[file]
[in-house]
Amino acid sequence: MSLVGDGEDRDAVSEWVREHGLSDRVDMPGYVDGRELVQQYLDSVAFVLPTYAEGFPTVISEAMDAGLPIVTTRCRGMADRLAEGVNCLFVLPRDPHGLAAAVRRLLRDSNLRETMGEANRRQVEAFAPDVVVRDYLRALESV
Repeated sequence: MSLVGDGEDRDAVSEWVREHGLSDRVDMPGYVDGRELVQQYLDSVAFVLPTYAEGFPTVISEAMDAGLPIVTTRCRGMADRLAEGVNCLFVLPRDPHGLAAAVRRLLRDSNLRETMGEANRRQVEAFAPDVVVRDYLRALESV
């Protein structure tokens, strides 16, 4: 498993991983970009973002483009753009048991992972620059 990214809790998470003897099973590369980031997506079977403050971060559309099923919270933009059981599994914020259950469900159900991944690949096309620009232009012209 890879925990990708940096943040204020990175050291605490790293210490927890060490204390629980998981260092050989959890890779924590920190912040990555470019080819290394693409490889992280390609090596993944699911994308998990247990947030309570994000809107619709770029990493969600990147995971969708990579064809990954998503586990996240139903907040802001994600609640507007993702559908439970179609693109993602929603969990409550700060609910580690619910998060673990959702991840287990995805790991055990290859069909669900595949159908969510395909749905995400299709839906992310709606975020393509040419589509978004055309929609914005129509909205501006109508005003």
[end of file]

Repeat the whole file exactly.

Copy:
[in-house]
Amino acid sequence: MSLVGDGEDRDAVSEWVREHGLSDRVDMPGYVDGRELVQQYLDSVAFVLPTYAEGFPTVISEAMDAGLPIVTTRCRGMADRLAEGVNCLFVLPRDPHGLAAAVRRLLRDSNLRETMGEANRRQVEAFAPDVVVRDYLRALESV
Repeated sequence: MSLVGDGEDRDAVSEWVREHGLSDRVDMPGYVDGRELVQQYLDSVAFVLPTYAEGFPTVISEAMDAGLPIVTTRCRGMADRLAEGVNCLFVLPRDPHGLAAAVRRLLRDSNLRETMGEANRRQVEAFAPDVVVRDYLRALESV
């Protein structure tokens, strides 16, 4: 498993991983970009973002483009753009048991992972620059 990214809790998470003897099973590369980031997506079977403050971060559309099923919270933009059981599994914020259950469900159900991944690949096309620009232009012209 890879925990990708940096943040204020990175050291605490790293210490927890060490204390629980998981260092050989959890890779924590920190912040990555470019080819290394693409490889992280390609090596993944699911994308998990247990947030309570994000809107619709770029990493969600990147995971969708990579064809990954998503586990996240139903907040802001994600609640507007993702559908439970179609693109993602929603969990409550700060609910580690619910998060673990959702991840287990995805790991055990290859069909669900595949159908969510395909749905995400299709839906992310709606975020393509040419589509978004055309929609914005129509909205501006109508005003």